By Boyd C. Allen

Pilot Staff Writer

The Port of Brookings Harbor board of commissioners closed the window on new proposals for its vacant Green Building Thursday evening at a special meeting.

Commissioners did however offer a 30 day extension to negotiate terms with three entities submitting proposals.

The Green Building — or the Grey Ghost as it is sometimes called — has been sitting unused at the port for more than 15 years while the port has paid and paid on loans taken out to fund the unfinished project.

Originally, the building was to serve as another piece in the port’s commercial hub, another building like those present at the port today but on a grander scale –– two stories, skylights and fine dining.

However, according to a report by Eagle Two Development commissioned by the port in 2011, the original building permit was designated only for the shell and did not include any inside tenant improvements. Once the shell was enclosed and framed, construction stopped, and the building has sat empty since.

The port had recently advertised for proposals for a detailed marketing plan or a plan for marketing and development subject to a Jan. 22 deadline.

The three proposals discussed Thursday were responses to the port’s advertisement, and if none of them are accepted or if work fails to progress for a year after acceptance, the board will move to demolish the building.

Proposal one

Harbor Rising, comprised of Robb Crocker, Tony Ellsworth and Noah Bruce, offered to lease the property for $1 for three years with the option to buy the property for $100,000 during the lease term. Harbor Rising proposed investing a minimum of $750,000 over the three-year lease.

Harbor Rising proposed renovating and developing the first floor into retail, fitness and recreation facilities and adding professional offices on the second floor.

Commissioner Ken Range asked Crocker, who attended by phone, if the price he quoted included the building and land.

Crocker said it did.

Range then noted Harbor Rising could purchase the land and building at any point in the lease for $100,000, but the port had asked for bids to purchase the building and lease the land, not purchase both the land and the building.

Port Manager Gary Dehlinger and Range said the port owed roughly $300,000 on the land and was making payments exceeding $2,000 per month, with 12 years of payments remaining.

“We asked for leasing the land,” Range said. “And this proposal does not address that.”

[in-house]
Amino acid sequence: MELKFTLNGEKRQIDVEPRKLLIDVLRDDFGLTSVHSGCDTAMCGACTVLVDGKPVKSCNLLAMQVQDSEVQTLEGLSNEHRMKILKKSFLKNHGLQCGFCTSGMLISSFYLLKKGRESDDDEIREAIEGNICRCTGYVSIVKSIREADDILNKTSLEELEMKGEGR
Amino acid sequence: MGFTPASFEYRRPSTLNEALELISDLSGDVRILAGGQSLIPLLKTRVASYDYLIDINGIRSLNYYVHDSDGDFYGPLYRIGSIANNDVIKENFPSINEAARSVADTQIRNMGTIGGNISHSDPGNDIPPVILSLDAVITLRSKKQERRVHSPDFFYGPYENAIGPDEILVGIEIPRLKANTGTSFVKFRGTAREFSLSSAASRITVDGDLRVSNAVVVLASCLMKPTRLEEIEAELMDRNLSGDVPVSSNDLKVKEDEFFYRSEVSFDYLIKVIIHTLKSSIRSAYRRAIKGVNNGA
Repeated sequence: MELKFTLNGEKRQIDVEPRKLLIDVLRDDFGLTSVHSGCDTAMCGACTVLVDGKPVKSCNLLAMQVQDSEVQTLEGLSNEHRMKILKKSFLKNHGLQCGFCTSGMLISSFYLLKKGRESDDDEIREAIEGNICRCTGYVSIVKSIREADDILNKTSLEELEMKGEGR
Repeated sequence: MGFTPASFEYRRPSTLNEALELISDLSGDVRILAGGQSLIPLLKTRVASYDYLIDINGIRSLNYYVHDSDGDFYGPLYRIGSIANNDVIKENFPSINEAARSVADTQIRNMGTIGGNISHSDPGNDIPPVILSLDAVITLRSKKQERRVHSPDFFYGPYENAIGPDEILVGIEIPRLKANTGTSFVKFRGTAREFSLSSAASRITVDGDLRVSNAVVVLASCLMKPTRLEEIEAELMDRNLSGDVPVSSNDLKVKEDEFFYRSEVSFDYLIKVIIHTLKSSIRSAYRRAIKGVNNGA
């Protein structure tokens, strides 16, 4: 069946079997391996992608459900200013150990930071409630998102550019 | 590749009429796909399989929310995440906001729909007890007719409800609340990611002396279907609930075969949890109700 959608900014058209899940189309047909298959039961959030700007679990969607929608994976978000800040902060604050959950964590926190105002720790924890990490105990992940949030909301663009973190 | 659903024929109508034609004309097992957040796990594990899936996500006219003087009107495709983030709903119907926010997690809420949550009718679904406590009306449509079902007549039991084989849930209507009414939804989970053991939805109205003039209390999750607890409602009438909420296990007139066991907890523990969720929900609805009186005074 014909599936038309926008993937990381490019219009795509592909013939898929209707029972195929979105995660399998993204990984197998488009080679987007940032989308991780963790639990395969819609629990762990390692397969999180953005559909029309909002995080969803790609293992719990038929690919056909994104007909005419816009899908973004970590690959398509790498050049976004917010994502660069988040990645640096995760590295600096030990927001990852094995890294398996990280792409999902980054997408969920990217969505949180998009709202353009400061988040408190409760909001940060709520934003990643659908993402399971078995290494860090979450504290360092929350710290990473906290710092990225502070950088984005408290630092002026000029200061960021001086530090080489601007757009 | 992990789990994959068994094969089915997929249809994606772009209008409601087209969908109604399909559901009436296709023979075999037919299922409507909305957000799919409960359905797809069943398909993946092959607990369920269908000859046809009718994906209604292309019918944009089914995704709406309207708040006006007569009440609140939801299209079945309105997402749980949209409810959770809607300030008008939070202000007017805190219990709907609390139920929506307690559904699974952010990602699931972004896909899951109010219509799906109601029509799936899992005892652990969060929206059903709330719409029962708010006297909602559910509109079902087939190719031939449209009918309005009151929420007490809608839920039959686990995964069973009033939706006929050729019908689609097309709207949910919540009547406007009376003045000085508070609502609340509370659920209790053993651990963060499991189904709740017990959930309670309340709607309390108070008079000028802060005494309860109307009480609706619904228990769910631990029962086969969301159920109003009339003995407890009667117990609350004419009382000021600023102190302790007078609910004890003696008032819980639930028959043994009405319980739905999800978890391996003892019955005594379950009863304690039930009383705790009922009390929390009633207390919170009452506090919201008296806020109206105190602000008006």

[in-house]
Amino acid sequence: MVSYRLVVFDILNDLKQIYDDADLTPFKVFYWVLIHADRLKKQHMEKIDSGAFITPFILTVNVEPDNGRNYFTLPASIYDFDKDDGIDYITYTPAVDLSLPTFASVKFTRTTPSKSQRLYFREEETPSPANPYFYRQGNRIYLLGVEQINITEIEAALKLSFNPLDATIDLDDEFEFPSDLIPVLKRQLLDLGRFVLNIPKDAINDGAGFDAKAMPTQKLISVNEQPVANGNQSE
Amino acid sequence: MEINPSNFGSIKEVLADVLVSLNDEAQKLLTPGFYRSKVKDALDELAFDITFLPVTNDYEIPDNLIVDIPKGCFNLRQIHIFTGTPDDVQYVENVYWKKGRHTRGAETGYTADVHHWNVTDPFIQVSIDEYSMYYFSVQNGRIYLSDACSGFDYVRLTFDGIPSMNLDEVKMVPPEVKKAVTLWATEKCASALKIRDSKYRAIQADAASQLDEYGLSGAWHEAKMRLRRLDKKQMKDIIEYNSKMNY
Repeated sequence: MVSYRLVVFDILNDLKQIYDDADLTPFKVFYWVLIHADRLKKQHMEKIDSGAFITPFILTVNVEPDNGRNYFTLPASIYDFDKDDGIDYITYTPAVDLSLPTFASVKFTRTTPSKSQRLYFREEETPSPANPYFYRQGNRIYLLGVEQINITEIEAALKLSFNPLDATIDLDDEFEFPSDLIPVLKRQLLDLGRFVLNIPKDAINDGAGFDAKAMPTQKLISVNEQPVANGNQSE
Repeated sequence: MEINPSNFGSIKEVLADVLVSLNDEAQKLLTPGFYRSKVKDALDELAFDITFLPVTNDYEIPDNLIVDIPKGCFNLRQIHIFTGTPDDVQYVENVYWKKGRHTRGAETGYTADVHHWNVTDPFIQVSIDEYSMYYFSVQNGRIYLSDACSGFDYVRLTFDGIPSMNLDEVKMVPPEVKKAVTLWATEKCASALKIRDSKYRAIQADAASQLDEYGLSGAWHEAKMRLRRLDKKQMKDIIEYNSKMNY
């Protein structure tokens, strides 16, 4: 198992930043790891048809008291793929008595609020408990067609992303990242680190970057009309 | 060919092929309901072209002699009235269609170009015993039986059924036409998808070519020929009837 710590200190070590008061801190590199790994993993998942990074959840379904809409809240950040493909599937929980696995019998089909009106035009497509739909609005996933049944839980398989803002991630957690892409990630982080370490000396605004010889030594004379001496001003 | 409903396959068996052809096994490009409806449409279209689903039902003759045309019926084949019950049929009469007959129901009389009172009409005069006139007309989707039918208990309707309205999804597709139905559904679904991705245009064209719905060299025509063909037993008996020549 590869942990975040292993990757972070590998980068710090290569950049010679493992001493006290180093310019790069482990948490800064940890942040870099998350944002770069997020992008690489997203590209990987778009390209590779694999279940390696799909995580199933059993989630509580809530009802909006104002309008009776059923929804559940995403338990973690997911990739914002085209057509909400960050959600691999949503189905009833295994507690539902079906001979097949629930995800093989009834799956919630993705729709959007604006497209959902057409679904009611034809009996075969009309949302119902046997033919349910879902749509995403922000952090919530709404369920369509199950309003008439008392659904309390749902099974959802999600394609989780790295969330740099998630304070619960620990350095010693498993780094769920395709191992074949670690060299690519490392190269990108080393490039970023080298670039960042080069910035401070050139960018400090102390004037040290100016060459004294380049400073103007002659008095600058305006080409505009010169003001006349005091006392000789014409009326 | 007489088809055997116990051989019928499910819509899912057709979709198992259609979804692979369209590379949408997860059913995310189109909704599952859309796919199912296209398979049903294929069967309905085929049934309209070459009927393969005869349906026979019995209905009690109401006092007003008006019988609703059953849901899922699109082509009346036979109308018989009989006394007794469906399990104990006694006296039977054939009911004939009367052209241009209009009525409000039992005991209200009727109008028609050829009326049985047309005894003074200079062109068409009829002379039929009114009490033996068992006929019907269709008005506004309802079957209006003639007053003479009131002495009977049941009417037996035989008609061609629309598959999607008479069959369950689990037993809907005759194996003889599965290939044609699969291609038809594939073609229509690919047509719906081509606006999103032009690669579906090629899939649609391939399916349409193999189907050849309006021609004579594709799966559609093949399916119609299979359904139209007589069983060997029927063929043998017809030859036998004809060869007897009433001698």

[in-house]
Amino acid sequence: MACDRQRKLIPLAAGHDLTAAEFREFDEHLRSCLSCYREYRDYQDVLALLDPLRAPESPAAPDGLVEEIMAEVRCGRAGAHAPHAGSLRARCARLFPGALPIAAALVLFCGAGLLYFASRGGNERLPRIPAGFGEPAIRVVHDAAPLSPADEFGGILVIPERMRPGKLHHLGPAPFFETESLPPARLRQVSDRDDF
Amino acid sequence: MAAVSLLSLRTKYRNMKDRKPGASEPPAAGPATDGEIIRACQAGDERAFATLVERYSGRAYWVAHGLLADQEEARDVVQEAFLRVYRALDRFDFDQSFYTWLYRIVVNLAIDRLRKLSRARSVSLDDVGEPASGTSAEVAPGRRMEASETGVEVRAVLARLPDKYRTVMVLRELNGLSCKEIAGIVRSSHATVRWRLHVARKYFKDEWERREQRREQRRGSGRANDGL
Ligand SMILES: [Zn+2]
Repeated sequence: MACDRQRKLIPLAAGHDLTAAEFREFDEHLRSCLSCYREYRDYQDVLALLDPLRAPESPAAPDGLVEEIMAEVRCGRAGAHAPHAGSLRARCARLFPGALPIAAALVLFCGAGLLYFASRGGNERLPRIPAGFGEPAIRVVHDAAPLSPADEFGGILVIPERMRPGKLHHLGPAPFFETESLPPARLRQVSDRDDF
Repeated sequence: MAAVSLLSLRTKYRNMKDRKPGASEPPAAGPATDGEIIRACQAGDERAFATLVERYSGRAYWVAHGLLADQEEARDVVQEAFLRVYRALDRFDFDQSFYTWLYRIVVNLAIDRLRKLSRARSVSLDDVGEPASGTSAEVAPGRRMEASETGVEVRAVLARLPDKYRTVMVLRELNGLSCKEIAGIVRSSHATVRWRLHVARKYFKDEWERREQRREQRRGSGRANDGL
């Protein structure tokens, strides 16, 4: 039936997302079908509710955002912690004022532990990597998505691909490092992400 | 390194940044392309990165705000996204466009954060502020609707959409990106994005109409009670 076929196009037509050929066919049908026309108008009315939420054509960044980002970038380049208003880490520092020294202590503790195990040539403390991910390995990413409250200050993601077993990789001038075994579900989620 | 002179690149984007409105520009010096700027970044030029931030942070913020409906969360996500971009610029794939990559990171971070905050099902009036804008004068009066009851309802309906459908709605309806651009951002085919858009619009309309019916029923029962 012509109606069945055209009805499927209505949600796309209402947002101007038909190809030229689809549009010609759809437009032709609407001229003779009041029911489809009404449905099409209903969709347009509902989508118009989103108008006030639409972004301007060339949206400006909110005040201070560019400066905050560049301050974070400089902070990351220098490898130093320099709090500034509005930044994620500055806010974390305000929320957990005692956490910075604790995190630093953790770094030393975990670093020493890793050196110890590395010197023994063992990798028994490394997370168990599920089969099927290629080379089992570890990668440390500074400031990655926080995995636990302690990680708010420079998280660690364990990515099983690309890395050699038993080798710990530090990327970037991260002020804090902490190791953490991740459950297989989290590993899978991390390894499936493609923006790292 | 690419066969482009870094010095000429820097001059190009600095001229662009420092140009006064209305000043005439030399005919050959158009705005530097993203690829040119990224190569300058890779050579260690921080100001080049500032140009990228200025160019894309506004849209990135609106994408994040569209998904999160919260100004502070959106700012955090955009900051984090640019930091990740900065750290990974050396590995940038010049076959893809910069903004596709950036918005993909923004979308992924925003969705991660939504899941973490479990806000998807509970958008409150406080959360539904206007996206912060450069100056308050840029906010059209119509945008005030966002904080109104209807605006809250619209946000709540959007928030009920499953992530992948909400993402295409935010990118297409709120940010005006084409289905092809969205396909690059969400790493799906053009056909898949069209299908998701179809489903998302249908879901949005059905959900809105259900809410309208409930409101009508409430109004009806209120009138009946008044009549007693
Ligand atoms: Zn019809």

Crocker said, “The numbers don’t look good for leasing.” But he said it was an initial proposal and he would be open to continued negotiations.

Commissioner Richard Heap said the port was not comfortable with selling the land, “but we have time to work through these issues and negotiate the details.”

Proposal two

Todd Cregar, a limited partner with ABC Partners, proposed buying the land and building as-is for $106,130.

Cregar proposed renovating and developing the building into commercial and residential units to be sold condo-style.

“He wants to buy the land too,” Range said. “Total rejection.”

He said the proposals must lease the land and exclude the land from purchase.

The proposal to create residences alarmed Heap who said people would need to sign a disclaimer if they wanted to live in a working port.

“This place comes with smells and noise and night work, bright lights,” he said.

Commissioner Wesley Ferraccioli warned the addition of residences would put a tremendous burden on the port area in terms of traffic, roads, drainage and other infrastructure.

Proposal three

Youwanda Dreger asked for and received a 30-day extension to create a detailed proposal for a “multi-function community activity center with a restaurant and retail capability.”

Dreger said she previously worked in missile design and as a missile controller for Lockheed before a career in facilities development.

She proposed a hi-tech design with moving walls, a moving stage and seating configuration and the possibility of moving display stations to host events such as top-chef competitions.

“This building could be a symbol,” she said. “This could be our phoenix.”


The board voted to instruct Dehlinger to stop accepting new proposals, notify the current bidders that the port was not interested in selling the land but would be open to negotiating on their proposals for 30 days.